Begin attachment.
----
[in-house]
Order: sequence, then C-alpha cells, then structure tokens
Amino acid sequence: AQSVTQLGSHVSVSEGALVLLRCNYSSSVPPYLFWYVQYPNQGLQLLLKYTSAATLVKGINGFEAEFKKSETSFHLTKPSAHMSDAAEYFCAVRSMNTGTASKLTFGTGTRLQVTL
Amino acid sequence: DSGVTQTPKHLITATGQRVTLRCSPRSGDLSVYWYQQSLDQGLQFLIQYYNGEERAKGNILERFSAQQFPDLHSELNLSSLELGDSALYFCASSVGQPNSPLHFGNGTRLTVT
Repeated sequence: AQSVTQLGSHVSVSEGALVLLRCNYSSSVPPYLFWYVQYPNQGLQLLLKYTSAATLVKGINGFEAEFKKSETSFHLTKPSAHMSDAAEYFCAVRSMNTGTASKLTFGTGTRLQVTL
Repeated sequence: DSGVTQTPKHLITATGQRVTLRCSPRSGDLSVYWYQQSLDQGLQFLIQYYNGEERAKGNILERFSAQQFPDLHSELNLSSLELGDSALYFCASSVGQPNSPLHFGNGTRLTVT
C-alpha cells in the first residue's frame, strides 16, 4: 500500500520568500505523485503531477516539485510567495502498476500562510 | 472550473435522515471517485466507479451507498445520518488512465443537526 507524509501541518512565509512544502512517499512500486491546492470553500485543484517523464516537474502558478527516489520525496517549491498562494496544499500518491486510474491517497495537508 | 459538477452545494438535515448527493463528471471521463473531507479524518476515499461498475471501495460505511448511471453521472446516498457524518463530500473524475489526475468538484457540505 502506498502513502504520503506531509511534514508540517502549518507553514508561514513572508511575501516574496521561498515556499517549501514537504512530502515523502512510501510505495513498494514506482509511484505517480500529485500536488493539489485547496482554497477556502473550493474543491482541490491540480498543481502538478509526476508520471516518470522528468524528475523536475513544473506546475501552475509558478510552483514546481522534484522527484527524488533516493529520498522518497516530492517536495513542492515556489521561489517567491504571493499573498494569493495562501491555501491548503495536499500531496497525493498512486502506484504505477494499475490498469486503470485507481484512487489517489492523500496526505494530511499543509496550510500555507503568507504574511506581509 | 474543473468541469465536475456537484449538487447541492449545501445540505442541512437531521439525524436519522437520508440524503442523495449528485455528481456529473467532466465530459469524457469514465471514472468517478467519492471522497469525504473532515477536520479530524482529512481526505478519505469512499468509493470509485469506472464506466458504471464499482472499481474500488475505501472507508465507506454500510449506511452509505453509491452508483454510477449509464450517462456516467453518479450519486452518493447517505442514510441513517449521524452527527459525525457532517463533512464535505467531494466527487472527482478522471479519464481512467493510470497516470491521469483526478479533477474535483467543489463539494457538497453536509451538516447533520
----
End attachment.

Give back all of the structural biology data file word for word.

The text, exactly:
[in-house]
Order: sequence, then C-alpha cells, then structure tokens
Amino acid sequence: AQSVTQLGSHVSVSEGALVLLRCNYSSSVPPYLFWYVQYPNQGLQLLLKYTSAATLVKGINGFEAEFKKSETSFHLTKPSAHMSDAAEYFCAVRSMNTGTASKLTFGTGTRLQVTL
Amino acid sequence: DSGVTQTPKHLITATGQRVTLRCSPRSGDLSVYWYQQSLDQGLQFLIQYYNGEERAKGNILERFSAQQFPDLHSELNLSSLELGDSALYFCASSVGQPNSPLHFGNGTRLTVT
Repeated sequence: AQSVTQLGSHVSVSEGALVLLRCNYSSSVPPYLFWYVQYPNQGLQLLLKYTSAATLVKGINGFEAEFKKSETSFHLTKPSAHMSDAAEYFCAVRSMNTGTASKLTFGTGTRLQVTL
Repeated sequence: DSGVTQTPKHLITATGQRVTLRCSPRSGDLSVYWYQQSLDQGLQFLIQYYNGEERAKGNILERFSAQQFPDLHSELNLSSLELGDSALYFCASSVGQPNSPLHFGNGTRLTVT
C-alpha cells in the first residue's frame, strides 16, 4: 500500500520568500505523485503531477516539485510567495502498476500562510 | 472550473435522515471517485466507479451507498445520518488512465443537526 507524509501541518512565509512544502512517499512500486491546492470553500485543484517523464516537474502558478527516489520525496517549491498562494496544499500518491486510474491517497495537508 | 459538477452545494438535515448527493463528471471521463473531507479524518476515499461498475471501495460505511448511471453521472446516498457524518463530500473524475489526475468538484457540505 502506498502513502504520503506531509511534514508540517502549518507553514508561514513572508511575501516574496521561498515556499517549501514537504512530502515523502512510501510505495513498494514506482509511484505517480500529485500536488493539489485547496482554497477556502473550493474543491482541490491540480498543481502538478509526476508520471516518470522528468524528475523536475513544473506546475501552475509558478510552483514546481522534484522527484527524488533516493529520498522518497516530492517536495513542492515556489521561489517567491504571493499573498494569493495562501491555501491548503495536499500531496497525493498512486502506484504505477494499475490498469486503470485507481484512487489517489492523500496526505494530511499543509496550510500555507503568507504574511506581509 | 474543473468541469465536475456537484449538487447541492449545501445540505442541512437531521439525524436519522437520508440524503442523495449528485455528481456529473467532466465530459469524457469514465471514472468517478467519492471522497469525504473532515477536520479530524482529512481526505478519505469512499468509493470509485469506472464506466458504471464499482472499481474500488475505501472507508465507506454500510449506511452509505453509491452508483454510477449509464450517462456516467453518479450519486452518493447517505442514510441513517449521524452527527459525525457532517463533512464535505467531494466527487472527482478522471479519464481512467493510470497516470491521469483526478479533477474535483467543489463539494457538497453536509451538516447533520